The Sound and the Fury, perhaps William Faulkner’s finest novel, follows the decline of a proud Mississippi family. Quickly recognized as a brilliant tour de force, it begins with the direct thoughts of a mentally retarded man and a suicidal youth, and has become a classic example of the stream-of-consciousness novel.
The first three sections are narrated by brothers Benjy, Quentin, and Jason Compson. Benjy, a grown man with the mind of a two-year-old, cannot speak but reacts intuitively to death, loss, light, and his beloved sister Caddy. Innocent Benjy does not know, he can only feel; thus his narrative is filled with images and sensations: “I couldn’t see it, but my hands saw it, and I could hear it getting night.” The youngest brother, he resists change, secure in a limited, ordered world until Caddy goes away.
Quentin, the eldest, is in love with the dead aristocratic past and its outmoded ideals of honor and chivalry. Obsessed with the thought of Caddy’s lost virginity, he invents an incestuous relationship between them. He is guilt-stricken because Benjy’s birthright, the pasture, was sold to send Quentin to Harvard. Isolated and distraught, he cannot bear a world that does not share his ideals. Like Benjy, he resists change; unlike his brother, he rejects life.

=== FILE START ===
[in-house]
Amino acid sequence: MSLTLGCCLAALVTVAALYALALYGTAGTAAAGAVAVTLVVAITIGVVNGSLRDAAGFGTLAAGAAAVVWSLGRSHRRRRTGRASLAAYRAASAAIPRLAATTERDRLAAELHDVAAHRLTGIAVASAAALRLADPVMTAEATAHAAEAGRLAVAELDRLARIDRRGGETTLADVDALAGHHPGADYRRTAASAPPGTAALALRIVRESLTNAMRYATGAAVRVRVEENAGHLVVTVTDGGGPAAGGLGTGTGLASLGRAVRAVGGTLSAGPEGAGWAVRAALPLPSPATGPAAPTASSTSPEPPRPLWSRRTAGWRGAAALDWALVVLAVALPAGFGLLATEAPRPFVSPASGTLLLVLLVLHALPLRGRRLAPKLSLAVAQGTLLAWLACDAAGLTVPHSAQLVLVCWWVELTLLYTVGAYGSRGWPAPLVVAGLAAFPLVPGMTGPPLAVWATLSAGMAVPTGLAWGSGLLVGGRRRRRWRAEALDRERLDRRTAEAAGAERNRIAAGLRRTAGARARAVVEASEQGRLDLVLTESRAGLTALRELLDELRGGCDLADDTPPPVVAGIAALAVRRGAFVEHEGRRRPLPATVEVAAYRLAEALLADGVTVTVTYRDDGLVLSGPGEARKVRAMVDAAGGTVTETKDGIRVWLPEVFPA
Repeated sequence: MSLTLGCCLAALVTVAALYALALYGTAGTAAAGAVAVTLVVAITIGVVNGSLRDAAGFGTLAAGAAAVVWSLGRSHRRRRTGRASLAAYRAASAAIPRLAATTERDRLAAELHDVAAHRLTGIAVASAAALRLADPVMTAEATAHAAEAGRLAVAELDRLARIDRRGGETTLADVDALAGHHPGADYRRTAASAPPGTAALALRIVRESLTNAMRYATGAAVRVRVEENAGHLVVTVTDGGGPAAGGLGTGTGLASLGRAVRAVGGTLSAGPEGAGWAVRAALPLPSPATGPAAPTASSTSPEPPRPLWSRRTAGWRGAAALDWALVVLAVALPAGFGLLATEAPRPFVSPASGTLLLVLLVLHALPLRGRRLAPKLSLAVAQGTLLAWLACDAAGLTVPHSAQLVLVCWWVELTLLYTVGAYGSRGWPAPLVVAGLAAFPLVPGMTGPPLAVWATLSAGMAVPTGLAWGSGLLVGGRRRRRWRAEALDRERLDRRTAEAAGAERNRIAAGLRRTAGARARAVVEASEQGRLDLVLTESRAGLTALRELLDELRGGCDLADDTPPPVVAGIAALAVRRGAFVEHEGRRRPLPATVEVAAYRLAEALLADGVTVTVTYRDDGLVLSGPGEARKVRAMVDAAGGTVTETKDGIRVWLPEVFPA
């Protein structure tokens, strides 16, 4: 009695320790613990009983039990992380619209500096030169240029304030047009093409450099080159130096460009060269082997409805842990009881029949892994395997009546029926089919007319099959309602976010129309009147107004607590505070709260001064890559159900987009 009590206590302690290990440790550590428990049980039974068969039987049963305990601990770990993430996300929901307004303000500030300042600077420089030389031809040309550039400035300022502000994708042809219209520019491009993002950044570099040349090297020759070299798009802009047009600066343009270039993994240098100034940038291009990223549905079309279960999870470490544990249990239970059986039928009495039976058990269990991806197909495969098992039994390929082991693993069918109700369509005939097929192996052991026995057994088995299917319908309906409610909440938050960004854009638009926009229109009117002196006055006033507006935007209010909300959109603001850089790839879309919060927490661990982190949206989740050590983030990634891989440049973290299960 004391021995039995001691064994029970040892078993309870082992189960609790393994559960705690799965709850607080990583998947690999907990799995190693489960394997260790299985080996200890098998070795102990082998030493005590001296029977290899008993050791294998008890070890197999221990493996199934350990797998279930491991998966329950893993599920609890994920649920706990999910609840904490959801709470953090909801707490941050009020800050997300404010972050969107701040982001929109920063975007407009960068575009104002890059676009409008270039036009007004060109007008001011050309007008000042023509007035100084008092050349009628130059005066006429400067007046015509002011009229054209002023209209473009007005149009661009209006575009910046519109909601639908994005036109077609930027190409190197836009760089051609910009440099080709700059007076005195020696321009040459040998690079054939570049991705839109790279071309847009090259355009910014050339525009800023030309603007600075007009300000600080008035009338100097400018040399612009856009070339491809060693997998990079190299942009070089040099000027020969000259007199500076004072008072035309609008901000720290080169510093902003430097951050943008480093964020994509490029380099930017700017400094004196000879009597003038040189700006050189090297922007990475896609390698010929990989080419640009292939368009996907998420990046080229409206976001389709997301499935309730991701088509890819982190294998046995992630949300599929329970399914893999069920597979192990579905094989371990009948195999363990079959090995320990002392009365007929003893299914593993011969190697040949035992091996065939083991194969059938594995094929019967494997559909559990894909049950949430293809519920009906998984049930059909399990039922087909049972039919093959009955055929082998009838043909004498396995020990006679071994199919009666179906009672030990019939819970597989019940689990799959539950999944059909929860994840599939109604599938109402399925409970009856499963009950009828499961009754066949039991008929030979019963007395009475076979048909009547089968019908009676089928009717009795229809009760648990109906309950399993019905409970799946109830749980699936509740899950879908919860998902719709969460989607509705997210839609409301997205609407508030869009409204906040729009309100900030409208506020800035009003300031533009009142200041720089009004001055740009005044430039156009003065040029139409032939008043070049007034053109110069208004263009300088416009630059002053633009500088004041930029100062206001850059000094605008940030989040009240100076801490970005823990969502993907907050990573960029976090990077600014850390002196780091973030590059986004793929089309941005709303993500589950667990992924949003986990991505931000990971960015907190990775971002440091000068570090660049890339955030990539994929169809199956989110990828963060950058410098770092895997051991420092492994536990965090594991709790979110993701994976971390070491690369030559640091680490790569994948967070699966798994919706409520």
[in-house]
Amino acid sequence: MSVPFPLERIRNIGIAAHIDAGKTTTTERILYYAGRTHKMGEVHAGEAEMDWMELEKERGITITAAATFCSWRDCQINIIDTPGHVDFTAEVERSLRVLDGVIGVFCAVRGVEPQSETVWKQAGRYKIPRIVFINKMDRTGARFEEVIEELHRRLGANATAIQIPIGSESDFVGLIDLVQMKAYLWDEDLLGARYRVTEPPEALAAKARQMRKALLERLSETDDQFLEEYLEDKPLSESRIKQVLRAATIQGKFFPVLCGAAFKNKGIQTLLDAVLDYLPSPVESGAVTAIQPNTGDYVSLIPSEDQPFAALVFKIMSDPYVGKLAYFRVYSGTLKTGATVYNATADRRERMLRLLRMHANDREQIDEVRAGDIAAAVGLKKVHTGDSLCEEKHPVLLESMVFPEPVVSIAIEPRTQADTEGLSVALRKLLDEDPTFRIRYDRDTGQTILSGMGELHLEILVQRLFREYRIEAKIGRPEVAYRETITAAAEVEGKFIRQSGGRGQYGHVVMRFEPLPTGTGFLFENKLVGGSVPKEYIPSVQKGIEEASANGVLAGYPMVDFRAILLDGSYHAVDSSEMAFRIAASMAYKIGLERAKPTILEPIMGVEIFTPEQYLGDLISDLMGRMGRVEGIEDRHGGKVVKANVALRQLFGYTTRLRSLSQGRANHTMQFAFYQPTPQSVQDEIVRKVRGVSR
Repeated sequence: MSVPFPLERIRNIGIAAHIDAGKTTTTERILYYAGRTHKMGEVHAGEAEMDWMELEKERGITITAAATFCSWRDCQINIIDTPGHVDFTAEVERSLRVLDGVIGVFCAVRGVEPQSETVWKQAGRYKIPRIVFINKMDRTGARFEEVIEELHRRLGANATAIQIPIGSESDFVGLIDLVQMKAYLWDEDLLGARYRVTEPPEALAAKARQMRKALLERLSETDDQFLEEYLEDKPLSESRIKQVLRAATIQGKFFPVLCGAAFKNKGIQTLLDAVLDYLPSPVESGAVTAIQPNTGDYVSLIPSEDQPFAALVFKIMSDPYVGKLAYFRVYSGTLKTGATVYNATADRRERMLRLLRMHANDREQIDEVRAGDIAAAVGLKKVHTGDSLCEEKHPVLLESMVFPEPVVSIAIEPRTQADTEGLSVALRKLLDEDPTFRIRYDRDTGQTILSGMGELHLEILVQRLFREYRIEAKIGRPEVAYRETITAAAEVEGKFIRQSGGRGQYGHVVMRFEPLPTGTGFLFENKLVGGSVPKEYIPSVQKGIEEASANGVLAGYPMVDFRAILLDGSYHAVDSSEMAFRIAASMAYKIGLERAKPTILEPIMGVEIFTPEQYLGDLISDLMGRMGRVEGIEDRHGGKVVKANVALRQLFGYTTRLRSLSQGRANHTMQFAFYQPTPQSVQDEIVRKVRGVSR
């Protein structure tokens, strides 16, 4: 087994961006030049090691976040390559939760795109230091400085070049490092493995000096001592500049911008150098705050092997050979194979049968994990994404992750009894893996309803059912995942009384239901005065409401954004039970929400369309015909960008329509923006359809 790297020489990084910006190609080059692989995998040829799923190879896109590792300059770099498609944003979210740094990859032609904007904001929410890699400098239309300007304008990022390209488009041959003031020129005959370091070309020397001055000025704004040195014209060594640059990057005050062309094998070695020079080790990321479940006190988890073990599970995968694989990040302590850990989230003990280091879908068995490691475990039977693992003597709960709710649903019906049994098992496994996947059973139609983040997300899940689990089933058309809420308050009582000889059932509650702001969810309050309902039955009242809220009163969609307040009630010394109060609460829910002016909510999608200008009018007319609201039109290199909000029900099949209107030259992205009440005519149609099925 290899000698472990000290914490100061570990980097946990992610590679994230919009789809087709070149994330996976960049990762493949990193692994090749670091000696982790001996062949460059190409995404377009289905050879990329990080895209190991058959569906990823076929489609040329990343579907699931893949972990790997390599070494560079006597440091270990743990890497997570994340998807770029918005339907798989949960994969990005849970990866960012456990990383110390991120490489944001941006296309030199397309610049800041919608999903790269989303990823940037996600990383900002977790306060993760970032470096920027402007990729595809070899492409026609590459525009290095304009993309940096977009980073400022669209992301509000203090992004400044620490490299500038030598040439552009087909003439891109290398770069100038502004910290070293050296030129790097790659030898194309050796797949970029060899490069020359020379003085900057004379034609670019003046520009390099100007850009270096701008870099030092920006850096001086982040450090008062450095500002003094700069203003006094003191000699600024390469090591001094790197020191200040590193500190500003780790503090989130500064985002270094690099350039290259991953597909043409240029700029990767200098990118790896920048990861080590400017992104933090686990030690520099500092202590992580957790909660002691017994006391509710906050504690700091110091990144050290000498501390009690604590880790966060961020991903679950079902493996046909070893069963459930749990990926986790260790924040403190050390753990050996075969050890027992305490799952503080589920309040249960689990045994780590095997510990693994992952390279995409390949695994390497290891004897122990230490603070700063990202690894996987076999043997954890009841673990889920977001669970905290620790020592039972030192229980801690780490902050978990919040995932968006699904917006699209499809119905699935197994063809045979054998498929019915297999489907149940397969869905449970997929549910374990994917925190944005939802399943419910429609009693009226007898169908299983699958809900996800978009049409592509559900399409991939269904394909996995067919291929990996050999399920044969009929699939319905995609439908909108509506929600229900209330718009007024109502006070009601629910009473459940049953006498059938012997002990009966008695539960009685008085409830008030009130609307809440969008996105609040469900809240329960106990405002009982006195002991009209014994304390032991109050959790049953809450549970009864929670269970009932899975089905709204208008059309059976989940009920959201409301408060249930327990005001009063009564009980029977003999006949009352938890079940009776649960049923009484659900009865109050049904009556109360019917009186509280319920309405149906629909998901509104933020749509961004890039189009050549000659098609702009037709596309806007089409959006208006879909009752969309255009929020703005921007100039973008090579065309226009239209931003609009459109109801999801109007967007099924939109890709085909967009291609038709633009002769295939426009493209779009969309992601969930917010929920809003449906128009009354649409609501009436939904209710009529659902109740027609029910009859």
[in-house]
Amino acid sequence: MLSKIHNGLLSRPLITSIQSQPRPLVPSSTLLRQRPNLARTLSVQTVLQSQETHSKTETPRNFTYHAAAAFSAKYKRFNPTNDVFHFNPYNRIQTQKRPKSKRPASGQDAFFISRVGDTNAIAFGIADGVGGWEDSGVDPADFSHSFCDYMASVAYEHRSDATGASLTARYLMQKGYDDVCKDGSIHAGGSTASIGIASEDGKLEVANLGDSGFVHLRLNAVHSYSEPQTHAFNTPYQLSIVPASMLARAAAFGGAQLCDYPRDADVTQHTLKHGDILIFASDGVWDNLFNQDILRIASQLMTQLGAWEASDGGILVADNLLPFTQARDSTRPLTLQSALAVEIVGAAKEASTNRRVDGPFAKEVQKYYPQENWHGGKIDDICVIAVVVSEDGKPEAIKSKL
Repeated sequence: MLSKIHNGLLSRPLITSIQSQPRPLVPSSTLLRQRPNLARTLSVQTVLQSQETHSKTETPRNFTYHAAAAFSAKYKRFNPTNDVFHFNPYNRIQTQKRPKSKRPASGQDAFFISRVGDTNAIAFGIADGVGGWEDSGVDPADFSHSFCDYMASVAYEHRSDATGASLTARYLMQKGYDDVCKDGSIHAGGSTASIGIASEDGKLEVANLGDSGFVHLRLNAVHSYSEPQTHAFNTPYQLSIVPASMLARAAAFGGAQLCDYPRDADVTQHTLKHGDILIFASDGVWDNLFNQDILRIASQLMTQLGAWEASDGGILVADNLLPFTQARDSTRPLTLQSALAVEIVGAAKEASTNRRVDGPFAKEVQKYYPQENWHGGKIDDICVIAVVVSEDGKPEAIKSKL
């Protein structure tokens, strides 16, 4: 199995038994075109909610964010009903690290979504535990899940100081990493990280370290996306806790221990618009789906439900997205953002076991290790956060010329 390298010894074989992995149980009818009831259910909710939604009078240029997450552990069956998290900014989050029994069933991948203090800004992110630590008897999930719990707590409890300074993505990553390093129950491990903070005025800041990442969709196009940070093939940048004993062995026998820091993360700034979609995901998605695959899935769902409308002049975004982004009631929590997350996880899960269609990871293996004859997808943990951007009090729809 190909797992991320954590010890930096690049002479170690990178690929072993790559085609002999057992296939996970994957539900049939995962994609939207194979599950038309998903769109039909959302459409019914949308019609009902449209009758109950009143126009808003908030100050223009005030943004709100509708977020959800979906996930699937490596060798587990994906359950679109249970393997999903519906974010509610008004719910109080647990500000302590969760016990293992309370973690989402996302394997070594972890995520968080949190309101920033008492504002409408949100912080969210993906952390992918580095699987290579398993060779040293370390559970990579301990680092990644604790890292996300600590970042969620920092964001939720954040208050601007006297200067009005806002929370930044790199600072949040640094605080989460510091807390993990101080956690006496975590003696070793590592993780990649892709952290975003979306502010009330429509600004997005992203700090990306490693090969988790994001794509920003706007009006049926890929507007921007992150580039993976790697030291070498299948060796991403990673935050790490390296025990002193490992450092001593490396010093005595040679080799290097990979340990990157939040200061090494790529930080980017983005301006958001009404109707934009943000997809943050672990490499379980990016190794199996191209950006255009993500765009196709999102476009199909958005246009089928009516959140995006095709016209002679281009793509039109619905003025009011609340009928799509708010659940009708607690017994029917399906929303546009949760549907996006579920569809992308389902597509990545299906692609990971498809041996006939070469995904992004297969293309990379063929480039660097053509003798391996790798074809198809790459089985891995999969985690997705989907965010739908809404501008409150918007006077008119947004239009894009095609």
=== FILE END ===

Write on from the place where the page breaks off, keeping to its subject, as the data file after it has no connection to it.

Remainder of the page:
Jason, the middle son, is a product of Faulkner’s new, materialistic South. He views himself as a martyr, but in truth he is selfish, greedy, and devoid of compassion. As he seizes control of the family, Jason makes Caddy pay him for the briefest glimpse of her baby daughter and strives to separate them in order to punish both. He becomes a comically desperate man when his embezzled fortune disappears and the stock market falls.
In the fourth section, Dilsey Gibson, the Compsons’ black cook, becomes the central figure. Dilsey is a kind, decent woman who stays with the Compsons not out of love or even loyalty but because it is the right thing to do. She is the strong heart and backbone, the moral center, of this disintegrating family. Faulkner’s tribute to Dilsey, “They endured,” is echoed in his Nobel Prize address.